Journal of Medical Ethics 30 (5):435-439 (2004)

Roberto Andorno
University of Zürich
The emerging international biomedical law tends to recognise the right not to know one’s genetic status. However, the basis and conditions for the exercise of this right remain unclear in domestic laws. In addition to this, such a right has been criticised at the theoretical level as being in contradiction with patient’s autonomy, with doctors’ duty to inform patients, and with solidarity with family members. This happens especially when non-disclosure poses a risk of serious harm to the patient’s relatives who, without that vital information, could be deprived of preventive or therapeutic measures. This paper argues, firstly, that individuals may have a legitimate interest in not knowing their genetic make up to avoid serious psychological consequences; secondly, that this interest, far from being contrary to autonomy, may constitute an enhancement of autonomy; thirdly, that the right not to know cannot be presumed, but must be “activated” by the individual’s explicit choice, and fourthly, that this is not an absolute right, in the sense that it may be restricted when disclosure to the patient is necessary in order to avoid a risk of serious harm to third persons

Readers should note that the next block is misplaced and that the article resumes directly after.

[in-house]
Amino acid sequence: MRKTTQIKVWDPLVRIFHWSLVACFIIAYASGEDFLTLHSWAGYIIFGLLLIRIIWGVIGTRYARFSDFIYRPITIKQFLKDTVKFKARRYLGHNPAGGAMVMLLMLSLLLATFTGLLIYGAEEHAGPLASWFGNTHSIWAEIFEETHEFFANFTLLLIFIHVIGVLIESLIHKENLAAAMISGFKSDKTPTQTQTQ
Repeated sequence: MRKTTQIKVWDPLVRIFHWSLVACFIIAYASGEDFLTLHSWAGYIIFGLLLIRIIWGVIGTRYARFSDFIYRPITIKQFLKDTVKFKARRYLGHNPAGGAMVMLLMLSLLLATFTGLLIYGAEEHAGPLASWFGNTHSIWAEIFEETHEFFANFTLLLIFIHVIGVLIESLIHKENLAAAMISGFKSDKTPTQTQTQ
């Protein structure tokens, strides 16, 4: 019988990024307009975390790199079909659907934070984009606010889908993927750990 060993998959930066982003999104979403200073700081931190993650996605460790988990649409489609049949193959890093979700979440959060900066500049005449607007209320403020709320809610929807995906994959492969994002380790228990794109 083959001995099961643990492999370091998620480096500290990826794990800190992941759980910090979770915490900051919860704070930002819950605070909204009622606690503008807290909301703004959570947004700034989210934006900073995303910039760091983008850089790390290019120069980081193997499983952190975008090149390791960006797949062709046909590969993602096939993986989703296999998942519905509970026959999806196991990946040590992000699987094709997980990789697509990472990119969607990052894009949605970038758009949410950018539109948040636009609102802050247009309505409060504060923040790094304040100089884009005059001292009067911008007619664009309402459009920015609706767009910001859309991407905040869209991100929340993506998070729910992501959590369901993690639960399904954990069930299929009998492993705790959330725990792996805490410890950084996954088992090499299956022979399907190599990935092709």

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DOI 10.1136/jme.2002.001578
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Genetic Privacy: Orthodoxy or Oxymoron?A. Sommerville & V. English - 1999 - Journal of Medical Ethics 25 (2):144-150.

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Autonomy, Rationality, and Contemporary Bioethics.Jonathan Pugh - 2020 - Oxford, UK: Oxford University Press.
Empowerment or Engagement? Digital Health Technologies for Mental Healthcare.Christopher Burr & Jessica Morley - 2020 - In Christopher Burr & Silvia Milano (eds.), The 2019 Yearbook of the Digital Ethics Lab. pp. 67-88.
The Right Not to Know and the Obligation to Know.Ben Davies - 2020 - Journal of Medical Ethics 46 (5):300-303.

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